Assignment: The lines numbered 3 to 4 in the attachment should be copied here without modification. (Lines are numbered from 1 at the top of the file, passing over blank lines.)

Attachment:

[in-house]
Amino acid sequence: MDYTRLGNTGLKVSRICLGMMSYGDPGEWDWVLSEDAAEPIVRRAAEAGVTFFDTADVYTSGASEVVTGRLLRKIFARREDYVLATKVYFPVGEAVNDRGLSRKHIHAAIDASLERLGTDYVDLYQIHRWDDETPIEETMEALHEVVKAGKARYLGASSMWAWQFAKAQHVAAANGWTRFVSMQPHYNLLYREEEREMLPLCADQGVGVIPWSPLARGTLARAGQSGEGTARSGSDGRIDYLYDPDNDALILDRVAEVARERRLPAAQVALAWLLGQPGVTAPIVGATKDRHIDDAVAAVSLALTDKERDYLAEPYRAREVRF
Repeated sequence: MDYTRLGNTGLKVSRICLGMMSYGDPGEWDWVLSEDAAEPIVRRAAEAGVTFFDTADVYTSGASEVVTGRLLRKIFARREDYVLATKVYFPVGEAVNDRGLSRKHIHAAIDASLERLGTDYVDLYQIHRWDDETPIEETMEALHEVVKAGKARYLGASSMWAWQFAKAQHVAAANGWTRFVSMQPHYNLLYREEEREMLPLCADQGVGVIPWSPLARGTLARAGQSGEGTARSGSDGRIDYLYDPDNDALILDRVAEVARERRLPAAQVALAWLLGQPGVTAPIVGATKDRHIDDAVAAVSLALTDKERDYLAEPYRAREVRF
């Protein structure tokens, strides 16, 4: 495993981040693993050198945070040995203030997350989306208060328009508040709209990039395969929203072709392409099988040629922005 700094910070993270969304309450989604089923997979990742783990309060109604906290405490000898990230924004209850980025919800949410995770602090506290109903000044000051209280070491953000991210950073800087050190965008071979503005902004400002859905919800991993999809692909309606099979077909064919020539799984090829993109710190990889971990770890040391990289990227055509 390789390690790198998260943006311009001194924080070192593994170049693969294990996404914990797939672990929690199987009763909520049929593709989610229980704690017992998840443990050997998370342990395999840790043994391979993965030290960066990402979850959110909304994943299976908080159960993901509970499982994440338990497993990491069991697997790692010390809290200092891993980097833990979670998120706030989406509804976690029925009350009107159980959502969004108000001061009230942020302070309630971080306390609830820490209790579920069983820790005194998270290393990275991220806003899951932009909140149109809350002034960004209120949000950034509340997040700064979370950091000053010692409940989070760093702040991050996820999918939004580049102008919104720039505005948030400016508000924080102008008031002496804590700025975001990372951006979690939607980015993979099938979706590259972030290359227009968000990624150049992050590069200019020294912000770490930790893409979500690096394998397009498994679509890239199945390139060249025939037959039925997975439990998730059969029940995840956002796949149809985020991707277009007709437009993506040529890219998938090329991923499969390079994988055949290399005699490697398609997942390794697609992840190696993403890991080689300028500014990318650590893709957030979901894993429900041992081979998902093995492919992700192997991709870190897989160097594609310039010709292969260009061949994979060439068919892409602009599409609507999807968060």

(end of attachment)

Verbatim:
Repeated sequence: MDYTRLGNTGLKVSRICLGMMSYGDPGEWDWVLSEDAAEPIVRRAAEAGVTFFDTADVYTSGASEVVTGRLLRKIFARREDYVLATKVYFPVGEAVNDRGLSRKHIHAAIDASLERLGTDYVDLYQIHRWDDETPIEETMEALHEVVKAGKARYLGASSMWAWQFAKAQHVAAANGWTRFVSMQPHYNLLYREEEREMLPLCADQGVGVIPWSPLARGTLARAGQSGEGTARSGSDGRIDYLYDPDNDALILDRVAEVARERRLPAAQVALAWLLGQPGVTAPIVGATKDRHIDDAVAAVSLALTDKERDYLAEPYRAREVRF
């Protein structure tokens, strides 16, 4: 495993981040693993050198945070040995203030997350989306208060328009508040709209990039395969929203072709392409099988040629922005 700094910070993270969304309450989604089923997979990742783990309060109604906290405490000898990230924004209850980025919800949410995770602090506290109903000044000051209280070491953000991210950073800087050190965008071979503005902004400002859905919800991993999809692909309606099979077909064919020539799984090829993109710190990889971990770890040391990289990227055509 390789390690790198998260943006311009001194924080070192593994170049693969294990996404914990797939672990929690199987009763909520049929593709989610229980704690017992998840443990050997998370342990395999840790043994391979993965030290960066990402979850959110909304994943299976908080159960993901509970499982994440338990497993990491069991697997790692010390809290200092891993980097833990979670998120706030989406509804976690029925009350009107159980959502969004108000001061009230942020302070309630971080306390609830820490209790579920069983820790005194998270290393990275991220806003899951932009909140149109809350002034960004209120949000950034509340997040700064979370950091000053010692409940989070760093702040991050996820999918939004580049102008919104720039505005948030400016508000924080102008008031002496804590700025975001990372951006979690939607980015993979099938979706590259972030290359227009968000990624150049992050590069200019020294912000770490930790893409979500690096394998397009498994679509890239199945390139060249025939037959039925997975439990998730059969029940995840956002796949149809985020991707277009007709437009993506040529890219998938090329991923499969390079994988055949290399005699490697398609997942390794697609992840190696993403890991080689300028500014990318650590893709957030979901894993429900041992081979998902093995492919992700192997991709870190897989160097594609310039010709292969260009061949994979060439068919892409602009599409609507999807968060």